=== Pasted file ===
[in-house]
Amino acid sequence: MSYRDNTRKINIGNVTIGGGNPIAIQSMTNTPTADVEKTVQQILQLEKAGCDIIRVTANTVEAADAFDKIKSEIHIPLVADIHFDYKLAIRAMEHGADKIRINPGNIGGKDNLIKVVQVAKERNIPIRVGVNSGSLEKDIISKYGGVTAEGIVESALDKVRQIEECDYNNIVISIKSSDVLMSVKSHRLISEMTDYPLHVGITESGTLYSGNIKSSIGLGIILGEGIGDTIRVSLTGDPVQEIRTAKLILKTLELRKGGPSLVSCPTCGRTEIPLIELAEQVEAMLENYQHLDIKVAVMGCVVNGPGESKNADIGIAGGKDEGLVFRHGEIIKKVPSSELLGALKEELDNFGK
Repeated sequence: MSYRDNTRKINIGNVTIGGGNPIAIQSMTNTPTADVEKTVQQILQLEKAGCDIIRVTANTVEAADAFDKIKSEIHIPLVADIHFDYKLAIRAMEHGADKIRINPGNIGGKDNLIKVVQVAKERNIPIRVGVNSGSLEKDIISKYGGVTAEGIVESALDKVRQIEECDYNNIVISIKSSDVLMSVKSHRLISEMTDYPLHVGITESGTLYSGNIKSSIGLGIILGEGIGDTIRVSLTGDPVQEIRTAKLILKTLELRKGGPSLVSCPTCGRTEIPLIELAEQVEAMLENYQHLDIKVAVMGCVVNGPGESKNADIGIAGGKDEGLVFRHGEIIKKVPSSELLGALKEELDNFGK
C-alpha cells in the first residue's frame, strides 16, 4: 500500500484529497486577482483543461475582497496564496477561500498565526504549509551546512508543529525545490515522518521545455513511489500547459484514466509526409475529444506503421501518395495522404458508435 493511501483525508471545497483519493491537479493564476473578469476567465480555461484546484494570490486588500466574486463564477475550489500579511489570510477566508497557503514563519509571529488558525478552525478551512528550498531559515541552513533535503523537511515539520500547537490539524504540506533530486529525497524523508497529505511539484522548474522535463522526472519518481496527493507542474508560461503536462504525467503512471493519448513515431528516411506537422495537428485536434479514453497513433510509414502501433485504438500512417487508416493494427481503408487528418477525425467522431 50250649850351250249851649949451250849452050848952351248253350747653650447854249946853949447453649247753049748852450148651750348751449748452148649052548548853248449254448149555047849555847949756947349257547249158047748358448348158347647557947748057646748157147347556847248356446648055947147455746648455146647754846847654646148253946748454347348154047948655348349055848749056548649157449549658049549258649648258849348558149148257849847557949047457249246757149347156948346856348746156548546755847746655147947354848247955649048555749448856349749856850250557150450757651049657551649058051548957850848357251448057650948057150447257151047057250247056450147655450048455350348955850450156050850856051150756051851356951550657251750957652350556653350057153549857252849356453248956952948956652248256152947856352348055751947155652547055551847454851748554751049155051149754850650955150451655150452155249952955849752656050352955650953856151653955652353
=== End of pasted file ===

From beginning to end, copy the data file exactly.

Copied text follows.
[in-house]
Amino acid sequence: MSYRDNTRKINIGNVTIGGGNPIAIQSMTNTPTADVEKTVQQILQLEKAGCDIIRVTANTVEAADAFDKIKSEIHIPLVADIHFDYKLAIRAMEHGADKIRINPGNIGGKDNLIKVVQVAKERNIPIRVGVNSGSLEKDIISKYGGVTAEGIVESALDKVRQIEECDYNNIVISIKSSDVLMSVKSHRLISEMTDYPLHVGITESGTLYSGNIKSSIGLGIILGEGIGDTIRVSLTGDPVQEIRTAKLILKTLELRKGGPSLVSCPTCGRTEIPLIELAEQVEAMLENYQHLDIKVAVMGCVVNGPGESKNADIGIAGGKDEGLVFRHGEIIKKVPSSELLGALKEELDNFGK
Repeated sequence: MSYRDNTRKINIGNVTIGGGNPIAIQSMTNTPTADVEKTVQQILQLEKAGCDIIRVTANTVEAADAFDKIKSEIHIPLVADIHFDYKLAIRAMEHGADKIRINPGNIGGKDNLIKVVQVAKERNIPIRVGVNSGSLEKDIISKYGGVTAEGIVESALDKVRQIEECDYNNIVISIKSSDVLMSVKSHRLISEMTDYPLHVGITESGTLYSGNIKSSIGLGIILGEGIGDTIRVSLTGDPVQEIRTAKLILKTLELRKGGPSLVSCPTCGRTEIPLIELAEQVEAMLENYQHLDIKVAVMGCVVNGPGESKNADIGIAGGKDEGLVFRHGEIIKKVPSSELLGALKEELDNFGK
C-alpha cells in the first residue's frame, strides 16, 4: 500500500484529497486577482483543461475582497496564496477561500498565526504549509551546512508543529525545490515522518521545455513511489500547459484514466509526409475529444506503421501518395495522404458508435 493511501483525508471545497483519493491537479493564476473578469476567465480555461484546484494570490486588500466574486463564477475550489500579511489570510477566508497557503514563519509571529488558525478552525478551512528550498531559515541552513533535503523537511515539520500547537490539524504540506533530486529525497524523508497529505511539484522548474522535463522526472519518481496527493507542474508560461503536462504525467503512471493519448513515431528516411506537422495537428485536434479514453497513433510509414502501433485504438500512417487508416493494427481503408487528418477525425467522431 50250649850351250249851649949451250849452050848952351248253350747653650447854249946853949447453649247753049748852450148651750348751449748452148649052548548853248449254448149555047849555847949756947349257547249158047748358448348158347647557947748057646748157147347556847248356446648055947147455746648455146647754846847654646148253946748454347348154047948655348349055848749056548649157449549658049549258649648258849348558149148257849847557949047457249246757149347156948346856348746156548546755847746655147947354848247955649048555749448856349749856850250557150450757651049657551649058051548957850848357251448057650948057150447257151047057250247056450147655450048455350348955850450156050850856051150756051851356951550657251750957652350556653350057153549857252849356453248956952948956652248256152947856352348055751947155652547055551847454851748554751049155051149754850650955150451655150452155249952955849752656050352955650953856151653955652353